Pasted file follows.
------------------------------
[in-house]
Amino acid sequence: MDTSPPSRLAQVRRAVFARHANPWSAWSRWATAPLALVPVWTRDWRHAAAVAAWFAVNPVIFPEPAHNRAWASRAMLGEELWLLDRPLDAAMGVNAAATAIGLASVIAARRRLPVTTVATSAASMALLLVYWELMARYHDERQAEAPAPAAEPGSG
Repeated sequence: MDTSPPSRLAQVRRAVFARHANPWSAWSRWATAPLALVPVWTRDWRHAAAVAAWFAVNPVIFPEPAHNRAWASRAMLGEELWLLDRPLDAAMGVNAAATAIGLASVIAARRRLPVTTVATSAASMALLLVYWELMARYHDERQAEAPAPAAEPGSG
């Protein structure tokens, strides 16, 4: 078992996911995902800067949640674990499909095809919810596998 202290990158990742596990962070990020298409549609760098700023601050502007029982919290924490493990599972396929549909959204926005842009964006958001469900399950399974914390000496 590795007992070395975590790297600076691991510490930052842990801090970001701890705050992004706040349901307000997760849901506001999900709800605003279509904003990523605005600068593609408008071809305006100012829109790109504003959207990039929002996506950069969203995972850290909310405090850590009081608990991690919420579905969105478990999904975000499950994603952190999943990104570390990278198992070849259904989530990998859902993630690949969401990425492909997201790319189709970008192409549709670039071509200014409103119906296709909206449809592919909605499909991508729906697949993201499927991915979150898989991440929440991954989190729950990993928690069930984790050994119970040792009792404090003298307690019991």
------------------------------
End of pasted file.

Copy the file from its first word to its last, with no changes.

[in-house]
Amino acid sequence: MDTSPPSRLAQVRRAVFARHANPWSAWSRWATAPLALVPVWTRDWRHAAAVAAWFAVNPVIFPEPAHNRAWASRAMLGEELWLLDRPLDAAMGVNAAATAIGLASVIAARRRLPVTTVATSAASMALLLVYWELMARYHDERQAEAPAPAAEPGSG
Repeated sequence: MDTSPPSRLAQVRRAVFARHANPWSAWSRWATAPLALVPVWTRDWRHAAAVAAWFAVNPVIFPEPAHNRAWASRAMLGEELWLLDRPLDAAMGVNAAATAIGLASVIAARRRLPVTTVATSAASMALLLVYWELMARYHDERQAEAPAPAAEPGSG
């Protein structure tokens, strides 16, 4: 078992996911995902800067949640674990499909095809919810596998 202290990158990742596990962070990020298409549609760098700023601050502007029982919290924490493990599972396929549909959204926005842009964006958001469900399950399974914390000496 590795007992070395975590790297600076691991510490930052842990801090970001701890705050992004706040349901307000997760849901506001999900709800605003279509904003990523605005600068593609408008071809305006100012829109790109504003959207990039929002996506950069969203995972850290909310405090850590009081608990991690919420579905969105478990999904975000499950994603952190999943990104570390990278198992070849259904989530990998859902993630690949969401990425492909997201790319189709970008192409549709670039071509200014409103119906296709909206449809592919909605499909991508729906697949993201499927991915979150898989991440929440991954989190729950990993928690069930984790050994119970040792009792404090003298307690019991």